Talk Algorithmic Differentiation in Python with Application Examples

Presented by Sebastian F. Walter (Humboldt-Universit├Ąt zu Berlin) in Scientific track 2010 on 2010/07/10 from 14:00 to 14:30 in room Dussane

Sebastian F. Walter / Humboldt-Universitaet zu Berlin

The talk consists of three parts. At first we introduce the fundamentals of Algorithmic Differentiation (AD) at some very basic examples. In particular we address univariate Taylor arithmetic and the reverse mode of AD.

The versatility of AD is then demonstrated at the example of Optimum Experimental Design of nonlinear models in chemical engineering. I.e. we explain how the derivative evaluation of rather complicated objective functions can be decomposed into smaller subproblems and describe how these subproblems can be plugged together.

To be more explicit, we consider chemical reactions where the underlying model is described by a semi-implicit DAE of the form:

A(t,y(t),z(t),p)  dy/dt(t) = f(t, y(t), z(t), u(t), p)
                        0   = g(t, y(t), z(t), u(t), p)

with initial values y(t_0) = y_0(u(t_0),p).

The parameters p are given by nature but unknown, u(t) = u(t;q) are control functions that are parametrized by the control vector q. y(t) = y(t; u(t),p) are differential state variables, z(t; u(t), p) algebraic state variables. In an experiment some measurement function h(t, y(t), z(t), u(t), p) can be observed at the measurement times [t_1, t_2, ..., t_Nmts] where measurements [eta_1, eta_2, ..., eta_Nmts] are taken (Nmts denotes the number of measurement times).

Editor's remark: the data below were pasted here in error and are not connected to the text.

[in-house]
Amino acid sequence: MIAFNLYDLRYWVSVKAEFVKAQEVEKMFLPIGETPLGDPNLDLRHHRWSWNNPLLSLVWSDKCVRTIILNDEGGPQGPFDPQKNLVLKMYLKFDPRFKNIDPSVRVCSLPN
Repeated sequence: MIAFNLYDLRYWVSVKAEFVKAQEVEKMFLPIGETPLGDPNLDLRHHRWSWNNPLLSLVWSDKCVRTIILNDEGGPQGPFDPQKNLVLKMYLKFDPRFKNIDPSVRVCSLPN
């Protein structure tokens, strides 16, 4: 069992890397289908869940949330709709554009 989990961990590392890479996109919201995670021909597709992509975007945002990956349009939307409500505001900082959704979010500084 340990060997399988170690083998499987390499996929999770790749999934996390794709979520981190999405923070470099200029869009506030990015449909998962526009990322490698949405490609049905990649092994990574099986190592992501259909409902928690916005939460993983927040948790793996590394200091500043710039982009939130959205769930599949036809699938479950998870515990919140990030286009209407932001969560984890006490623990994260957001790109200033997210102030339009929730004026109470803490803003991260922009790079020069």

Generally, the measurements are the outcome of a iid normally distributed random variable for which the confidence region is described by a covariance matrix Sigma^2. The "uncertainty" in the measurements eta_i propagate to an "uncertainty" in the parameters p. Employing linear error propagation one obtains the covariance matrix C of the parameters from the covariance matrix Sigma^2. The standard approach is to minimize the "size" of the covariance matrix C by adjusting the control vector q. I.e. the OED objective function is described by:

q_* = argmin_q Phi(C)

                    /        /      J1^T J1    J2^T  \^-1  / I \   \
s.t. Phi(C) = trace | (I,0)  |                       |     |   |   |
                    \        \      J2          0    /     \ 0 /   /

J1 = Sigma d [h(t_1, y(t_1), z(t_1), u(t_1), p), ..., h(t_Nmts, y(t_Nmts), z(t_Nmts), u(t_Nmts), p)]/dp
J2 = dr/dp

where r is some constraint function of the constrained least-squares problem and y(t), z(t) is solution of the above semi-implicit DAE. There are also state and control constraints. However, they are not shown here to keep things simple. I.e., solving the OED problem by standard NLP solvers requires the derivative evaluation of both matrix-valued functions and the DAE integrator.

In the third part we have closer look at the subproblems. Particular focus will be differentiation of matrix valued functions. We give some live examples using the Python AD tool ALGOPY.